Caixin
Sep 04, 2019 07:05 PM
ECONOMY

Update: Hong Kong Shares Soar on Withdrawal of Controversial Bill

Hong Kong Chief Executive Carrie Lam made the announcement in a prerecorded televised address after the markets closed Wednesday.  Photo: Now TV
Hong Kong Chief Executive Carrie Lam made the announcement in a prerecorded televised address after the markets closed Wednesday. Photo: Now TV

Hong Kong stocks rallied nearly 4% on Wednesday after news broke that the city’s leader would formally withdraw controversial legislation that had sparked three months of unrest.

The Hang Seng index surged 3.9% to 26,523.23 on news reports that Hong Kong Chief Executive Carrie Lam was going to withdraw legislation that would have allowed suspects wanted on the Chinese mainland to be extradited from the city.

Lam made the announcement in a prerecorded televised address after the markets closed. “The government will formally withdraw the bill in order to fully eliminate the public’s doubts,” Lam said.

Speaking in Cantonese, Lam also pledged to start a “direct dialogue” with protesters to “address the discontent in society.”

“The discontentment extends far beyond the Bill,” she said. “It covers political, economic and social issues, including the oft-mentioned problems relating to housing and land supply, income distribution, social justice and mobility and opportunities for our young people. It also reflects the desire for the public to be fully engaged in government decision-making.”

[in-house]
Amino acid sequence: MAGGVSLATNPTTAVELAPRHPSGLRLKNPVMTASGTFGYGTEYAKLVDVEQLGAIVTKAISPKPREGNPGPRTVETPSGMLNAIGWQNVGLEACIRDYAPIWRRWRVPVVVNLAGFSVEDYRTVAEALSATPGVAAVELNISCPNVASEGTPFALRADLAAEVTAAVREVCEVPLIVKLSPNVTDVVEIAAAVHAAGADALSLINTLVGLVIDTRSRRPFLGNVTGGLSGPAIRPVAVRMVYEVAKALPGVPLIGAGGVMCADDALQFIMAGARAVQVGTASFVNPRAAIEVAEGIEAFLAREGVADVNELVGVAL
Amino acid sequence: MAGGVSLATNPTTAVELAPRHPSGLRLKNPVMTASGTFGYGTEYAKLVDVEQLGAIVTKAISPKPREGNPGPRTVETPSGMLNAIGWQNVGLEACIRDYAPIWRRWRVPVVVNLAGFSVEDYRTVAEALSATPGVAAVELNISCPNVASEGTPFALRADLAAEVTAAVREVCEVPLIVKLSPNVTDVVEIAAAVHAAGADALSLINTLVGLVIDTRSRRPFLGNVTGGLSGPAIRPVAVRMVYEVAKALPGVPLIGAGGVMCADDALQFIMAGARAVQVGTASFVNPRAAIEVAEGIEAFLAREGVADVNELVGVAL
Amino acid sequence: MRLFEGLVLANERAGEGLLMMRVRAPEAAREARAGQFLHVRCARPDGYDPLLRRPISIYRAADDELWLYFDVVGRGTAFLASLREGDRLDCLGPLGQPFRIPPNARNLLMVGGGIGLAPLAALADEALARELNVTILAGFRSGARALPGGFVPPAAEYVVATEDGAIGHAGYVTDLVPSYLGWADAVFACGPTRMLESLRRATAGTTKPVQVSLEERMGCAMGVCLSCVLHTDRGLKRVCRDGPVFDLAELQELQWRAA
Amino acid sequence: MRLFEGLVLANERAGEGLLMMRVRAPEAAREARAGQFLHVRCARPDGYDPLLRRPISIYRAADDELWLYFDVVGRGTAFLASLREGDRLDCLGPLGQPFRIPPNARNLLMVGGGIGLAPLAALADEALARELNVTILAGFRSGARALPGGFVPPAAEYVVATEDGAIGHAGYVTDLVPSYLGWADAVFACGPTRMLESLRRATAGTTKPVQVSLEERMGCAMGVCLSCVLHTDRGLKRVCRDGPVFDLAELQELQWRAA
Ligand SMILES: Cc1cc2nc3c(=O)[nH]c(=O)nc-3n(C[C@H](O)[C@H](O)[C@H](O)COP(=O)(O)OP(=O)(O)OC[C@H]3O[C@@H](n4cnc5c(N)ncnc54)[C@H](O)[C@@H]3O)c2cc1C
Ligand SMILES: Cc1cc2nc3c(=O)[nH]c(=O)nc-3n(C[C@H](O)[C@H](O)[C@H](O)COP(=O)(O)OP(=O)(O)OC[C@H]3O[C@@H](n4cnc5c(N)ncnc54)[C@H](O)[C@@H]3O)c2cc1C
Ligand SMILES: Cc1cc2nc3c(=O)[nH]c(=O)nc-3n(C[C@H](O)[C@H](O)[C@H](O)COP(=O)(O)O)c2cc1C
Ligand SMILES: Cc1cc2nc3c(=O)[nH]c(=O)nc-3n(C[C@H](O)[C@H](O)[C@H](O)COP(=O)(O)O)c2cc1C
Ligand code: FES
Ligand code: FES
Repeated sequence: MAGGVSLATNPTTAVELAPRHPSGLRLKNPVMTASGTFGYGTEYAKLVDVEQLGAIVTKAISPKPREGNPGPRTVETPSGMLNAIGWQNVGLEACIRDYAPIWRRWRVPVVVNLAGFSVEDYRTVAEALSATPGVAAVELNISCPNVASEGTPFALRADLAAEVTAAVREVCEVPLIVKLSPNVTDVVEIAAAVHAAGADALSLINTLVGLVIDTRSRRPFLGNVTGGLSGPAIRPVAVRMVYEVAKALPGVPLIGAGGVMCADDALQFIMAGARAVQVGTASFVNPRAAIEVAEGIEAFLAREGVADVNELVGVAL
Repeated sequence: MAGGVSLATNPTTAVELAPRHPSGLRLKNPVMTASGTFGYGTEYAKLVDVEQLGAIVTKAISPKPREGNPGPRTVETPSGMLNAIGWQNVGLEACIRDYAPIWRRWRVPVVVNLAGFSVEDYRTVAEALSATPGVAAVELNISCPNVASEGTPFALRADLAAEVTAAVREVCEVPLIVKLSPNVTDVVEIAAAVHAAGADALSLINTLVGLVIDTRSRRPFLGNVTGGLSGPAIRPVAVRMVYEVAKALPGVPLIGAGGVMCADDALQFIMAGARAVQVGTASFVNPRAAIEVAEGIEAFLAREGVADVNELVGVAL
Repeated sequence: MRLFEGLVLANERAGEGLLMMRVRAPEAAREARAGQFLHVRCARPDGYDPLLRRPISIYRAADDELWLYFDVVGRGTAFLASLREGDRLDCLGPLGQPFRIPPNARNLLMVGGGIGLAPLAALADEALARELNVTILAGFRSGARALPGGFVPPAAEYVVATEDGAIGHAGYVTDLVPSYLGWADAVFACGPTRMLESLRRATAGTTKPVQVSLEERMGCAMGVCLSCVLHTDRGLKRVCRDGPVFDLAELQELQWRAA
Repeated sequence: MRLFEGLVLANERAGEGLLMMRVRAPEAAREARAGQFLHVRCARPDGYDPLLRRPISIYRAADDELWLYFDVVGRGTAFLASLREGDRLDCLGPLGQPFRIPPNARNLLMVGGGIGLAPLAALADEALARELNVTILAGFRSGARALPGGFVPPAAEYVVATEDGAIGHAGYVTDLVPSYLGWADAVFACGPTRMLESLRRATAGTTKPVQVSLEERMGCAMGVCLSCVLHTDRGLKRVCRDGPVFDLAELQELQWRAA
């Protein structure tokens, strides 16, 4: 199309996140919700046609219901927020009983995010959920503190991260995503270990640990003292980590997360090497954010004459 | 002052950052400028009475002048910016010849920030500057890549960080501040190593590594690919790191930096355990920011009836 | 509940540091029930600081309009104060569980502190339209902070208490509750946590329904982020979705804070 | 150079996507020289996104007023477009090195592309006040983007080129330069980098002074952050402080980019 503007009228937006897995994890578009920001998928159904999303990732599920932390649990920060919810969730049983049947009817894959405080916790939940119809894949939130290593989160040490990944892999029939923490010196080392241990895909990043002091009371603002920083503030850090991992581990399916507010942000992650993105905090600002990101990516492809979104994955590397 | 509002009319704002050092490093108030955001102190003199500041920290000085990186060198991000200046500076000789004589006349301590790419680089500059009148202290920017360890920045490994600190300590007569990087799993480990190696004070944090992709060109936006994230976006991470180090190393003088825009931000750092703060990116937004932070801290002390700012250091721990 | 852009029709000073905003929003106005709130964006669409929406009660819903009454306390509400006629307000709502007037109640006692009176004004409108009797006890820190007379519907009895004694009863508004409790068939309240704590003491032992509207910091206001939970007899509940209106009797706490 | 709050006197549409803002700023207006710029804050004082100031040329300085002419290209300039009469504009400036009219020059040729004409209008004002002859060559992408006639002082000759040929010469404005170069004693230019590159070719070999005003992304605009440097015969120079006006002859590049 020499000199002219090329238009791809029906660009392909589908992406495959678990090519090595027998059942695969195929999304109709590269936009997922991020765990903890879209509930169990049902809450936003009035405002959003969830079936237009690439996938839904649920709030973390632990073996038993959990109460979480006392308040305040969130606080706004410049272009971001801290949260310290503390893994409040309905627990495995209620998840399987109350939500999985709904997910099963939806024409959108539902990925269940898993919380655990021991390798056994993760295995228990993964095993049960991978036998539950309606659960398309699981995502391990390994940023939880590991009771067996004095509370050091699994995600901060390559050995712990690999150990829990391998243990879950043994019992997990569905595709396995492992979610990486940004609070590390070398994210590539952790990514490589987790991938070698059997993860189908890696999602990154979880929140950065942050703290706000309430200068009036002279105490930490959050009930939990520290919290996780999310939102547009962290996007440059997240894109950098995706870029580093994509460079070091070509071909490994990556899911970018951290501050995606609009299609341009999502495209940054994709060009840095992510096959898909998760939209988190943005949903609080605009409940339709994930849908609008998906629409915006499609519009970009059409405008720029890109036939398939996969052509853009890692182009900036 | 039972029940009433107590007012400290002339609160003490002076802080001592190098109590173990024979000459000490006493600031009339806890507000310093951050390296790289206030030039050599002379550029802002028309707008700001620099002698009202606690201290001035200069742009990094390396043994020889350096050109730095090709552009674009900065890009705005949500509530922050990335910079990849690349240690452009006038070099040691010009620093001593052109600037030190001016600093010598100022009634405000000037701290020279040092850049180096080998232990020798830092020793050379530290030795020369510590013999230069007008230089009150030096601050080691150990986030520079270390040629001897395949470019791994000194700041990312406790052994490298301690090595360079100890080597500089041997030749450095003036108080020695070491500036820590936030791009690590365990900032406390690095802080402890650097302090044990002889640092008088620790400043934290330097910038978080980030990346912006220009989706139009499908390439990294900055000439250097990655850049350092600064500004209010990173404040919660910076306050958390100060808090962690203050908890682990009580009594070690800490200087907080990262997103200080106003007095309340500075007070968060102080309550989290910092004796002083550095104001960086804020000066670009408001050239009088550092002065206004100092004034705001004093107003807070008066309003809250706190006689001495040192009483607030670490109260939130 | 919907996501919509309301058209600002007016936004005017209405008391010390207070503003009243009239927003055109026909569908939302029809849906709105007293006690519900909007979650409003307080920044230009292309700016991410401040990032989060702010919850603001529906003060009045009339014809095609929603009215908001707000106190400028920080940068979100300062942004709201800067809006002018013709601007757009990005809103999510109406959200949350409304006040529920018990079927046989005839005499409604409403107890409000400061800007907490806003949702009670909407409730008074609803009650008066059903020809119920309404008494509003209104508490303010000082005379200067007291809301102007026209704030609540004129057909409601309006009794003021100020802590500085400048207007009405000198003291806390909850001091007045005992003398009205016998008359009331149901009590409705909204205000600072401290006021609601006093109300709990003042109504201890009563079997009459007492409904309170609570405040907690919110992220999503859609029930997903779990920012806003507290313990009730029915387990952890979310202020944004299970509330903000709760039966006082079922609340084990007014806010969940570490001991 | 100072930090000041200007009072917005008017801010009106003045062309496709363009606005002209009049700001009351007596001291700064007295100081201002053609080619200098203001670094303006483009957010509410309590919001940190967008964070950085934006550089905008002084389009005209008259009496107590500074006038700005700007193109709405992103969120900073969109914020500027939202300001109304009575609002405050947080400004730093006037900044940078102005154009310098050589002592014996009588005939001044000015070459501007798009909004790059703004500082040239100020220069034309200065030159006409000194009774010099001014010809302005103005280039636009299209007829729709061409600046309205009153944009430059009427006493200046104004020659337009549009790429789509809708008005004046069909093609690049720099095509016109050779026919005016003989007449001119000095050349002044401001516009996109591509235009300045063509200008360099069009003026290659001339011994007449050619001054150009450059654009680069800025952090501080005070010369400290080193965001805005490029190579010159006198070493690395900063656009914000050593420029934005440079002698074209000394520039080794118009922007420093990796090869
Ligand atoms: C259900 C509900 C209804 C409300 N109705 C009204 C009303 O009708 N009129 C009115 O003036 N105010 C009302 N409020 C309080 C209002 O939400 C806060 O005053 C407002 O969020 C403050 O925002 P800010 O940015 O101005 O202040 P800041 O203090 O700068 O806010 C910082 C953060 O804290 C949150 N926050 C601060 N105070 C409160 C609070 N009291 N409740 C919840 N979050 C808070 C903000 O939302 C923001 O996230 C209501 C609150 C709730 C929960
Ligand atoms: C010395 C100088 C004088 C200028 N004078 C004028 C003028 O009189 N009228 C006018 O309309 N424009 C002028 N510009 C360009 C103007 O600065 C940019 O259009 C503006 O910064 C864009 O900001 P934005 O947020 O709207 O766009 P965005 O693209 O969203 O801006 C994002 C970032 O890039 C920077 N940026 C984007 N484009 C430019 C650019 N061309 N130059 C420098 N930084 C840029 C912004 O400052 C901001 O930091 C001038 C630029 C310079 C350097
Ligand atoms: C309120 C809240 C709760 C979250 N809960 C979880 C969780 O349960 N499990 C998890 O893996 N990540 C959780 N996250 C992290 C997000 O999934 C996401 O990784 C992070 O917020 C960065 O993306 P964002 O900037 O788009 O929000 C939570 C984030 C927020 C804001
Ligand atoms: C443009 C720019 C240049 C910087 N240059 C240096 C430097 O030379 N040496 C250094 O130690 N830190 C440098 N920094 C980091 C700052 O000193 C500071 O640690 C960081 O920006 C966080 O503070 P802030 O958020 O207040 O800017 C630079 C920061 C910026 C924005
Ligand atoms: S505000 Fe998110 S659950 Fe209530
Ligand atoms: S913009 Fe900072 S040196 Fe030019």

At the same time, the latest reading of the IHS Markit Hong Kong purchasing managers’ index (PMI) sank to 40.8 in August from 43.8 in the previous month, the lowest reading in over a decade, reflecting concerns that Hong Kong was on the verge of recession.

Concerns have emerged over the city’s dim economic outlook. The IHS Markit survey, which covers the manufacturing, construction, wholesale, retail and services sectors, showed that new business orders shrank in August with lower demand from the mainland. Nearly half of the survey’s respondents suggested that trade frictions between China and the U.S., the yuan’s depreciation against the U.S. dollar and the protests were the main reasons for the shrinking new orders.

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“The latest PMI data reveal a Hong Kong economy flirting with recession in the third quarter as business activity is increasingly aggravated by protest-related paralysis,” Bernard Aw, principal economist at IHS Markit, said in a note Wednesday.

“The rates of decline in output, new orders and export sales accelerated sharply in August, with the only other time that the PMI survey has recorded a steeper downturn, in its more than two decades of history, been during the SARS (severe acute respiratory syndrome) epidemic in 2003 and the global financial crisis in 2008-2009,” Aw noted.

Government data released last month showed that in the second quarter, the city’s economy grew 0.5% from the same period last year — its lowest growth rate in nearly a decade.

Compared with the previous quarter, Hong Kong’s GDP contracted 0.4%. If the city’s GDP shrinks again on a quarter-on-quarter basis in the third quarter, Hong Kong will enter a technical recession, its financial secretary said.

Doug Young contributed to the report.

Contact reporter Timmy Shen (hongmingshen@caixin.com, Twitter: @timmyhmshen)

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